Class-based RPGs give you new stuff to add to your class as you level up; what race you are does not really affect this. But what I am wondering, are there systems where you can level up your character's race separately from their class?

I am aware that certain monster races in 3.5e have monster levels apart from any character levels they might have (Savage Species, I'm looking at you), but this is a completely separate class that gives the player an either/or choice, instead of giving both. And I think that certain 4e races have abilities that become more potent as you level up, but that's only one or two per character at best.

But this is not what I am looking for: I am wondering if there is a system where a character's race leveling is completely separate from its class leveling, giving similar but smaller bonuses as it does?

  • \$\begingroup\$ You're not likely to get an answer, I think. What you're looking for essentially seems to be a game in which you get rewarded twice for doing the same work. The thing is "monster level" progression (or any other form of "level" progression) is essentially the acquisition of certain attributes relevant to the theme. You might find some games explicitly dedicated to empowering the monster side of things but any game that lets you have both is far more likely to do so by using non-level mechanics. \$\endgroup\$ – Wesley Obenshain Jul 7 '14 at 19:22
  • \$\begingroup\$ My biggest problem with this question is that almost every game I've seen that puts a priority on "growing" a race tends to be a point-buy system. \$\endgroup\$ – CatLord Jul 7 '14 at 20:25
  • \$\begingroup\$ D&D 4e was supposed to do this based on some of the original designs they released, but it didn't make it into the final version. \$\endgroup\$ – Bobson Jul 7 '14 at 22:56
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    \$\begingroup\$ @Bobson I'm pretty sure the real prototype was D&D 3.5's bloodlines from UA. \$\endgroup\$ – Hey I Can Chan Jul 8 '14 at 0:55

The Legend system has something akin to what you describe. All characters are built from class templates, which themselves contain three "tracks" that represent the progression of different sets of abilities. Characters may swap out tracks from the core class to achieve a kind of multiclassing.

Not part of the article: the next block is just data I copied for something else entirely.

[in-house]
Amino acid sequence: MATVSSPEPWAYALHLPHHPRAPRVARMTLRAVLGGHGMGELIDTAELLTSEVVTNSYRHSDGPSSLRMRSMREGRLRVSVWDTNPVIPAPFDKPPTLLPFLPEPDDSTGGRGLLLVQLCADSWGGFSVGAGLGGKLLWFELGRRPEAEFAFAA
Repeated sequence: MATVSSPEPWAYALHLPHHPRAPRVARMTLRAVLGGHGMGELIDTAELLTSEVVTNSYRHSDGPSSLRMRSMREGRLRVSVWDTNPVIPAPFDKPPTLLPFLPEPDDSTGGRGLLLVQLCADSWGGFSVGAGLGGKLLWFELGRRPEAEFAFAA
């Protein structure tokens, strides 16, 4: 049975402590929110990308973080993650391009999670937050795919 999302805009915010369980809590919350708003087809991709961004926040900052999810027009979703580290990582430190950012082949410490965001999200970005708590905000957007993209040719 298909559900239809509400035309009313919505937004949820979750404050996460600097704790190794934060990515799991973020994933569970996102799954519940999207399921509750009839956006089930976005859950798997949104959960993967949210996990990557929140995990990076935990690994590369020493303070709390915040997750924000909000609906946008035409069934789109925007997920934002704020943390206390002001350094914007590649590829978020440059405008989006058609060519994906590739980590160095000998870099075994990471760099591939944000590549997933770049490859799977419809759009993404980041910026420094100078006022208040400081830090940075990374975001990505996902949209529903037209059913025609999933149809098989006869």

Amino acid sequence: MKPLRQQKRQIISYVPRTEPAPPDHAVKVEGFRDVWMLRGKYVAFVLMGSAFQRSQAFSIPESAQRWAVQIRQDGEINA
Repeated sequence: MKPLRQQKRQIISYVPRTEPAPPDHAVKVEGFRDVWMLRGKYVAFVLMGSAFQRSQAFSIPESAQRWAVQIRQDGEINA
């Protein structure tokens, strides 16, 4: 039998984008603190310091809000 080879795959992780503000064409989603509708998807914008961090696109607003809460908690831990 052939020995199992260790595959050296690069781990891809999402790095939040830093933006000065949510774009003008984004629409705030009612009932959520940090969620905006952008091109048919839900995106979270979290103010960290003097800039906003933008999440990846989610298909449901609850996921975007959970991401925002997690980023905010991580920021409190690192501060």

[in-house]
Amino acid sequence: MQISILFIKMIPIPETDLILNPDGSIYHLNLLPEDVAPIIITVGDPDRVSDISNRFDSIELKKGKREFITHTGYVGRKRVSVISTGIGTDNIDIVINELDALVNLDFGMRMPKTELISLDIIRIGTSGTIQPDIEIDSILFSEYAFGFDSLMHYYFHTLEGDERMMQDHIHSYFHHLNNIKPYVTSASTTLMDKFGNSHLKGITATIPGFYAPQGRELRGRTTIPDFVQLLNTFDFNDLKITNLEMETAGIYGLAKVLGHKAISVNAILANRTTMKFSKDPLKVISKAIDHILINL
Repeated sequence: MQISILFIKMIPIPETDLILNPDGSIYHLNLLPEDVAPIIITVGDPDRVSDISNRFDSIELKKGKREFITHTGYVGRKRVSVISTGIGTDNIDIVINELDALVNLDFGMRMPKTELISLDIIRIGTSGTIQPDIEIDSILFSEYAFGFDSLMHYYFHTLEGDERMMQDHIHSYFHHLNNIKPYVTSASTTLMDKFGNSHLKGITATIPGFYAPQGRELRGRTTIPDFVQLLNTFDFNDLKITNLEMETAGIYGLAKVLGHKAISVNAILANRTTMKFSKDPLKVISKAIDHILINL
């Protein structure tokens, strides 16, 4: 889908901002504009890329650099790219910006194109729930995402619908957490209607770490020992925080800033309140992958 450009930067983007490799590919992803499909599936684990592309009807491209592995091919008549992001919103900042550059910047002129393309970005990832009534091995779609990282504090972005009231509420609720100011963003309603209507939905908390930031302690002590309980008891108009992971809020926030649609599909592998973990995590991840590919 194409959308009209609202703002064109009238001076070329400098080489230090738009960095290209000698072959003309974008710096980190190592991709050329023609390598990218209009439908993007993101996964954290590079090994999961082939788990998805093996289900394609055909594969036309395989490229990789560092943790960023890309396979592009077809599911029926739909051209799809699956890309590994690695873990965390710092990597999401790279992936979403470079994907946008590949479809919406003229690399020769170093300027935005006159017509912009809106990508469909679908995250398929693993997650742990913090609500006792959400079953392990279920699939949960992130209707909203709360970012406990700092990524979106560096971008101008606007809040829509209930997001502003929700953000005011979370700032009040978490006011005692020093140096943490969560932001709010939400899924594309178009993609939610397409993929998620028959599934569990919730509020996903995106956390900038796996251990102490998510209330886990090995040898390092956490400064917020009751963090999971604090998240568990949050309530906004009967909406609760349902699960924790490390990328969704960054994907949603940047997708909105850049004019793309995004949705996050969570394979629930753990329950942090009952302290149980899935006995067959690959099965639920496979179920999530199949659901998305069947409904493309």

When playing one of the six "standard" humanoid races in Legend, there are no racial abilities that get leveled in. However, playing one of the "unusual" races entitles you to an ability track based on the race. This track progresses alongside but independently of the character's class-based abilities as they level up.

Using the example from the rulebook (p127), we make a Paladin with the Dragon race, retaining the Judgement and Dedication tracks from the Paladin class, and replacing the Oath track with Dragon. Every third level (starting at level 2) we gain a Dragon ability:

  • At level 2 we gain flight and claw attacks.
  • At level 5 we gain a good chunk of bonus hit points.
  • And so on until we achieve quasi-immortality at 20th level.

Note that this system doesn't involve choosing which track to progress at each level-up. The staggered progression is baked-in to the game design.

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  • \$\begingroup\$ wargh, I crossposted. \$\endgroup\$ – Zachiel Jul 7 '14 at 20:23
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    \$\begingroup\$ Well, this is embarrassing. I wrote parts of Legend and I didn't think to mention it in my haste to bring up my 3.5 experience. Excellent answer. \$\endgroup\$ – KRyan Jul 8 '14 at 3:24

Some RPGs which don't really have the "class/race" distinction may be relevant: